Dorothy Gambrell, the creator of the exhaustive charts blog Very Small Array, has turned her attention to movies, and whether the past few decades have seen a big dropping off in moviegoers’ enjoyment of the year’s hits. Combining Rotten Tomatoes’ top-ten grossing films of each year from 1950-onward with lists of the top films on Wikipedia, Gambrell came up with the chart above. There appears to be a steady, continuous decline (with a major peak in 1999) with the highest percentage (say, 95%) related to 1950s movies and 2009 straggling with a lowly 58%.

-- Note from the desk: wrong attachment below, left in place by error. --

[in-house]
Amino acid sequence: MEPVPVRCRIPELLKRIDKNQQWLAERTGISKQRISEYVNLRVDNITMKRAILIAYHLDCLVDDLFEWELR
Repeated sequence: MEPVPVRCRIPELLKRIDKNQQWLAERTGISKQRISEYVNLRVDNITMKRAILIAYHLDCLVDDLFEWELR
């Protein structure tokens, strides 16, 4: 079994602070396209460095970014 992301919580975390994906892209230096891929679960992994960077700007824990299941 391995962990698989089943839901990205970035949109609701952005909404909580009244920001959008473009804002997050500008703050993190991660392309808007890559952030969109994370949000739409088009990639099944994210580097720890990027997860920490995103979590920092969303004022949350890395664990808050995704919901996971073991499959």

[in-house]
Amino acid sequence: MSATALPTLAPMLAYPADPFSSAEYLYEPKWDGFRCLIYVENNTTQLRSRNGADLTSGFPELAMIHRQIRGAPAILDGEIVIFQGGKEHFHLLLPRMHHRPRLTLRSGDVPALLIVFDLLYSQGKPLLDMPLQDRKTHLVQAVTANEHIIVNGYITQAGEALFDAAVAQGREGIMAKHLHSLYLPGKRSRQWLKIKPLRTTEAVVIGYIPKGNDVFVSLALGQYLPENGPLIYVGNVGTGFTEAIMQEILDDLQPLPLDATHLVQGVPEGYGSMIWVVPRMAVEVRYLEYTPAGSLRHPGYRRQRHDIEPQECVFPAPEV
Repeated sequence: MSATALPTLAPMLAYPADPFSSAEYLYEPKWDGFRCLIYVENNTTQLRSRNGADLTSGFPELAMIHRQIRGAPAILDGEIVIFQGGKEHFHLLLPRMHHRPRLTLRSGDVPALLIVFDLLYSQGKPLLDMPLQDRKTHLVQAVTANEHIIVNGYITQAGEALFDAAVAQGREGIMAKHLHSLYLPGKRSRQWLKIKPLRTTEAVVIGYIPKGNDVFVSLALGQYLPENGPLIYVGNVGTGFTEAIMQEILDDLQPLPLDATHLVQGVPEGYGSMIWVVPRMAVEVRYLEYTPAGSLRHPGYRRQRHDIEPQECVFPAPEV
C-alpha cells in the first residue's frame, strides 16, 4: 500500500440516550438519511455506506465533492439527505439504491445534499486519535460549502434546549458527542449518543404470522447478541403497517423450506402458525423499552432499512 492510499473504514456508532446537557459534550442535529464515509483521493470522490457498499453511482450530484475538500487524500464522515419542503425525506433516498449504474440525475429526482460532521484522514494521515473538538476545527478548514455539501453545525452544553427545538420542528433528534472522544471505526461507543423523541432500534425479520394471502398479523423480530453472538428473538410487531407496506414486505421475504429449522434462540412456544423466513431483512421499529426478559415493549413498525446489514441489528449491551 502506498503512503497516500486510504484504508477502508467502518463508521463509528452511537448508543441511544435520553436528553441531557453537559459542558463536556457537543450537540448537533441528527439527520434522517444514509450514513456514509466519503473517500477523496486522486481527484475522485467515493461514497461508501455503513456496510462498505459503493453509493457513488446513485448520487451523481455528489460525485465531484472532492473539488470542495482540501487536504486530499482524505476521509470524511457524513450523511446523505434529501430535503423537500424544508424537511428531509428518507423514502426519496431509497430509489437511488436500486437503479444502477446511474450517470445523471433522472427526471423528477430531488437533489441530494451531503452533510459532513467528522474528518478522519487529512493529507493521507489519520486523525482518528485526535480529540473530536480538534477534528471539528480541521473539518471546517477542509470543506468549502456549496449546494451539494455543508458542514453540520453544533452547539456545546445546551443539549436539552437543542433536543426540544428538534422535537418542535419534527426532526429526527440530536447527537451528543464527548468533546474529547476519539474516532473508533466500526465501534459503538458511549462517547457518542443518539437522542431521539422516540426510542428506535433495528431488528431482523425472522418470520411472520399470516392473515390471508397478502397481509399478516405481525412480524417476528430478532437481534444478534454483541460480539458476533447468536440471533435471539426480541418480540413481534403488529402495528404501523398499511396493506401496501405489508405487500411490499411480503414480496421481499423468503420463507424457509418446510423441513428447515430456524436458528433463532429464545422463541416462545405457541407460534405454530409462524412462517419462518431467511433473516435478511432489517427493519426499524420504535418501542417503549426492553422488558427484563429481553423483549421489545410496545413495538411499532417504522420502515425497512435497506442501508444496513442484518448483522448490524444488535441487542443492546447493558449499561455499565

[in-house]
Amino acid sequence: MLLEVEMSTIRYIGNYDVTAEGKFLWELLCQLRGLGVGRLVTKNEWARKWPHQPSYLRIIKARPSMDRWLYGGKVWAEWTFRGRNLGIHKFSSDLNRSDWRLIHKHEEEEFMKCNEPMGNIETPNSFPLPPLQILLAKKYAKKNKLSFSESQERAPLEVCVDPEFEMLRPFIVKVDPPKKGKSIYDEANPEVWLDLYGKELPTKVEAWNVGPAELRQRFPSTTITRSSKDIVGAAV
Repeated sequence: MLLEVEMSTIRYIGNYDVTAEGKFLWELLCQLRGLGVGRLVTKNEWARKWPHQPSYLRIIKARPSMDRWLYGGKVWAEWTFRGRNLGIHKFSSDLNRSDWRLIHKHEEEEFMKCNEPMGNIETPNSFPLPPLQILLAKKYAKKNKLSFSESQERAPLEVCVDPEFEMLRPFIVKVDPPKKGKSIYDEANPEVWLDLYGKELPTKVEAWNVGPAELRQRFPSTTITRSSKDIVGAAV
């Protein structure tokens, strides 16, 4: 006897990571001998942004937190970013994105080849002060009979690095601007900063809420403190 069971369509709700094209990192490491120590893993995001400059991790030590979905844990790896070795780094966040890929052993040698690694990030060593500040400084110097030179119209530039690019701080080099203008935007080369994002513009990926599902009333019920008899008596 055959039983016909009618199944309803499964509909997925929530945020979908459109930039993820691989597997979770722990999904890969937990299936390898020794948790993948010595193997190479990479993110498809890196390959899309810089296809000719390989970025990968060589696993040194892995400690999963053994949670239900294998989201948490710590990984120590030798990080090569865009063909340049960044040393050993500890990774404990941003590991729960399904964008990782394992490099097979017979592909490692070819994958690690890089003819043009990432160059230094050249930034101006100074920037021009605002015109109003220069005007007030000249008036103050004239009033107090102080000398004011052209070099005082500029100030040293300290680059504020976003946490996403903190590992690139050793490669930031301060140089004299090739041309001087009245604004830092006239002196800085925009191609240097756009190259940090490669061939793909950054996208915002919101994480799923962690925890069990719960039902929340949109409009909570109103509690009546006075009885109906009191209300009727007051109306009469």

And yet. And yet these numbers don’t necessarily come from these films’ world premieres; that’s certainly the case with almost any title from the 1970s and earlier, which garnered higher ratings thanks to the fact that they were already classics, as one commenter pointed out. Even recent movies could have suffered lower scores thanks to the Internet and picking everything apart. You can’t blame people for rating movies poorly because they’ve already heard about them ad nauseum.
So, are movies in a decline? Probably not. Sure, there’s less creative freedom, which makes for fewer films that actually impress us. But even in the past year, those movies — Toy Story 3, Inception, The Social Network — grab us even more because we’re aware of the dreck that they share theaters with.